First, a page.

Some of my favorites cognates to <half> (oh, who am I kidding? They’re all fabulous) require a deeper dig to see the connection, but they carry the halfiest meanings of the lot: shell and scale. In order to understand the connection, it helps to know that the Old English sciell meant both ‘shell’ and ‘mussel’ — it referred not just to any hard covering, but to a specific kind of shell: the kind that folds in half, like mussel or a scallop (yes, that’s related too). The word scale has two main meanings: the scale of a fish is a kind of shell, and a scale that balances or weighs has two halves, each with a cup or shell to hold whatever’s being weighed.

Phonologically speaking, the fact that half begins with /h/ and its cognates begin with /sk/, /k/, or /ʃ/ is not unusual; in fact, it’s explained by regular phonological relationships, processes, and changes in Indo-European languages. English has many cognates that show these same relationships: ship~skiff, shirt~skirt, shape~scape, horn~corn, heart~cordial~cardiac, head~capital, scald~cauldron — but that’s a story for another time.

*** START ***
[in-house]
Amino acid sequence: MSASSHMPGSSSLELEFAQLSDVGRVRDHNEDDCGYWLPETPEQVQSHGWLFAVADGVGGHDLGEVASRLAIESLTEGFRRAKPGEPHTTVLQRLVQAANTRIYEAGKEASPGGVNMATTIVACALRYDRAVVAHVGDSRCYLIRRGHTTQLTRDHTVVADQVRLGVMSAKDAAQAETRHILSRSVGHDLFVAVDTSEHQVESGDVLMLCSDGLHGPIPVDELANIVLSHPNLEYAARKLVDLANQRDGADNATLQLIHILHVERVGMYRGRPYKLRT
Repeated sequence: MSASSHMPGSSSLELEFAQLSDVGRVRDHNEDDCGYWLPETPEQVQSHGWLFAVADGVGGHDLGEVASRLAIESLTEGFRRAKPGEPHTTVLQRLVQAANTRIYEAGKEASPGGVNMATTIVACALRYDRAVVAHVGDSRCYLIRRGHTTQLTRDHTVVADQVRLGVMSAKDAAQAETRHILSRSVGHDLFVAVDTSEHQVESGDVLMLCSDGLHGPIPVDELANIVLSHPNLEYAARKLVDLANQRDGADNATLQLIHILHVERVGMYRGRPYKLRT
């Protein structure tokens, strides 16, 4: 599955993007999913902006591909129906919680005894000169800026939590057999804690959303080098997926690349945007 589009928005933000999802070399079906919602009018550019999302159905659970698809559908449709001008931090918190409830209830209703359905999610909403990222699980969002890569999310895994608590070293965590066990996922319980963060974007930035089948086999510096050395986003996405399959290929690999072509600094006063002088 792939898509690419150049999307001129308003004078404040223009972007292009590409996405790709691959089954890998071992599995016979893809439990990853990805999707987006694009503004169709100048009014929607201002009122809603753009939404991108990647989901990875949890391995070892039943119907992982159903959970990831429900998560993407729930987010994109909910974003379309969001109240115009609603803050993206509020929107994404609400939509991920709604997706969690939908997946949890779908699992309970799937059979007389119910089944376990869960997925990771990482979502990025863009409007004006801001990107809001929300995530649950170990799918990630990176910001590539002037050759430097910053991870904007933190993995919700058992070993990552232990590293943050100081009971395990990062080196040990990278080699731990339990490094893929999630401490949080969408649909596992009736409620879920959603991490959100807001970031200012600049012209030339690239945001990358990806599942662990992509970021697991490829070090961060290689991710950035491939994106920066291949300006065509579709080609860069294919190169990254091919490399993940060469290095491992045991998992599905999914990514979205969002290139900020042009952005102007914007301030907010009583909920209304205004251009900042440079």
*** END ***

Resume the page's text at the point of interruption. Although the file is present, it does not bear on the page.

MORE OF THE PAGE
Finally, we can consider the pronunciation, which varies, of course. The vowel certainly differs between RP English and Standard American English, not to mention regional differences. Some speakers may even pronounce — or claim to pronounce — the <l>. The spelling works for all possible pronunciations in English.

Stretching Your Calves

After seeing what an investigation into <half> revealed, I decided to have a look at the <l> in <calf>. The same can be said about the needs for the spelling to work with the plural noun and the verbal forms with <ve>. While /kævz/ does not have homophones, the spelling <caves> would be problematic for other reasons. Let’s have a look at the four questions.

1. Meaning: The spelling <calf> has two meanings ~ a baby cow, and the muscle of the lower leg. Let’s stick with the bovine one for now.